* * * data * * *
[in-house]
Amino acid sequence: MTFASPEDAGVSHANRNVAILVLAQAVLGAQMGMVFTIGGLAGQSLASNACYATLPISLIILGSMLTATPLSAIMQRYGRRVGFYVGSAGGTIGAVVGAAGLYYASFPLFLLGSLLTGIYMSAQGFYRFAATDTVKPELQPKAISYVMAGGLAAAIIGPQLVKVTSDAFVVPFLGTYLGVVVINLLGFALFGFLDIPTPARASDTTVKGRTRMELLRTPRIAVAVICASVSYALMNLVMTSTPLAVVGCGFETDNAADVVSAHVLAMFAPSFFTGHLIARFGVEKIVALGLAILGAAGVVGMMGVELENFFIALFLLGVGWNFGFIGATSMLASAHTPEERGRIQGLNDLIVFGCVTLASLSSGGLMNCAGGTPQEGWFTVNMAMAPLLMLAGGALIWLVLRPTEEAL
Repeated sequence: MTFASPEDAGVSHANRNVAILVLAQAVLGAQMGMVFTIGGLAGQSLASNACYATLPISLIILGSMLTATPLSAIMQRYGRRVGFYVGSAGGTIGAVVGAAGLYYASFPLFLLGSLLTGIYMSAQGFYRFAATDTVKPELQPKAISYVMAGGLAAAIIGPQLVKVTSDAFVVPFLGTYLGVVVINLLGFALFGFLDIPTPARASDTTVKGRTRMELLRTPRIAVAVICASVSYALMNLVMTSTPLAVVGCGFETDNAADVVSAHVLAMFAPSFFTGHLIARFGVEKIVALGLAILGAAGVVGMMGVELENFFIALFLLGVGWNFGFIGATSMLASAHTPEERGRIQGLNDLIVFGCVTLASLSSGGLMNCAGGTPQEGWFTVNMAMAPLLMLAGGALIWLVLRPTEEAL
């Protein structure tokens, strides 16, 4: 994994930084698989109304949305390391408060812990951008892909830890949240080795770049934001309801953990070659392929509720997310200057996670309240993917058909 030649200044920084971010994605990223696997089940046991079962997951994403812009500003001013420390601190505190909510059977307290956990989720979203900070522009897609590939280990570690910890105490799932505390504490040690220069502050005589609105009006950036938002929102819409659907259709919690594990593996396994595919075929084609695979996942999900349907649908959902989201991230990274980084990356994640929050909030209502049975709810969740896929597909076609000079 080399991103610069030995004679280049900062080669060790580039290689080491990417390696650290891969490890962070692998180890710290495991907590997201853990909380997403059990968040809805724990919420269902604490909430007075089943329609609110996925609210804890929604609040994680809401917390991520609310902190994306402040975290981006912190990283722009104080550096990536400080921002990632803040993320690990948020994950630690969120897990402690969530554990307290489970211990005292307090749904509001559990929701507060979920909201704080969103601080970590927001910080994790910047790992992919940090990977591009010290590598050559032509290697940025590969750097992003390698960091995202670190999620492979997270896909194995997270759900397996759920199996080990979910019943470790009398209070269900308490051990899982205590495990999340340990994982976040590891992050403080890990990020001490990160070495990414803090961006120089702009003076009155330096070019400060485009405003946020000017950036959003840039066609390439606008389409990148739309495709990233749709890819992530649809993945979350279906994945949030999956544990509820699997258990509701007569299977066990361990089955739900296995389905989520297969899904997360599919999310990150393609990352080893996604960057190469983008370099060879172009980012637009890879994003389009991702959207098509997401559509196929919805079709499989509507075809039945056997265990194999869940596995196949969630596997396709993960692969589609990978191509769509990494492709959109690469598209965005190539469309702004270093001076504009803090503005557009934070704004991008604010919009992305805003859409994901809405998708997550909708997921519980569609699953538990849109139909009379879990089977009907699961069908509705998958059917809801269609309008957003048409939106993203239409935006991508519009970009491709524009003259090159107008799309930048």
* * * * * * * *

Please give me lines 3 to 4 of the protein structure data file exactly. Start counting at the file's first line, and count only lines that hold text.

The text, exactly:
Repeated sequence: MTFASPEDAGVSHANRNVAILVLAQAVLGAQMGMVFTIGGLAGQSLASNACYATLPISLIILGSMLTATPLSAIMQRYGRRVGFYVGSAGGTIGAVVGAAGLYYASFPLFLLGSLLTGIYMSAQGFYRFAATDTVKPELQPKAISYVMAGGLAAAIIGPQLVKVTSDAFVVPFLGTYLGVVVINLLGFALFGFLDIPTPARASDTTVKGRTRMELLRTPRIAVAVICASVSYALMNLVMTSTPLAVVGCGFETDNAADVVSAHVLAMFAPSFFTGHLIARFGVEKIVALGLAILGAAGVVGMMGVELENFFIALFLLGVGWNFGFIGATSMLASAHTPEERGRIQGLNDLIVFGCVTLASLSSGGLMNCAGGTPQEGWFTVNMAMAPLLMLAGGALIWLVLRPTEEAL
């Protein structure tokens, strides 16, 4: 994994930084698989109304949305390391408060812990951008892909830890949240080795770049934001309801953990070659392929509720997310200057996670309240993917058909 030649200044920084971010994605990223696997089940046991079962997951994403812009500003001013420390601190505190909510059977307290956990989720979203900070522009897609590939280990570690910890105490799932505390504490040690220069502050005589609105009006950036938002929102819409659907259709919690594990593996396994595919075929084609695979996942999900349907649908959902989201991230990274980084990356994640929050909030209502049975709810969740896929597909076609000079 080399991103610069030995004679280049900062080669060790580039290689080491990417390696650290891969490890962070692998180890710290495991907590997201853990909380997403059990968040809805724990919420269902604490909430007075089943329609609110996925609210804890929604609040994680809401917390991520609310902190994306402040975290981006912190990283722009104080550096990536400080921002990632803040993320690990948020994950630690969120897990402690969530554990307290489970211990005292307090749904509001559990929701507060979920909201704080969103601080970590927001910080994790910047790992992919940090990977591009010290590598050559032509290697940025590969750097992003390698960091995202670190999620492979997270896909194995997270759900397996759920199996080990979910019943470790009398209070269900308490051990899982205590495990999340340990994982976040590891992050403080890990990020001490990160070495990414803090961006120089702009003076009155330096070019400060485009405003946020000017950036959003840039066609390439606008389409990148739309495709990233749709890819992530649809993945979350279906994945949030999956544990509820699997258990509701007569299977066990361990089955739900296995389905989520297969899904997360599919999310990150393609990352080893996604960057190469983008370099060879172009980012637009890879994003389009991702959207098509997401559509196929919805079709499989509507075809039945056997265990194999869940596995196949969630596997396709993960692969589609990978191509769509990494492709959109690469598209965005190539469309702004270093001076504009803090503005557009934070704004991008604010919009992305805003859409994901809405998708997550909708997921519980569609699953538990849109139909009379879990089977009907699961069908509705998958059917809801269609309008957003048409939106993203239409935006991508519009970009491709524009003259090159107008799309930048």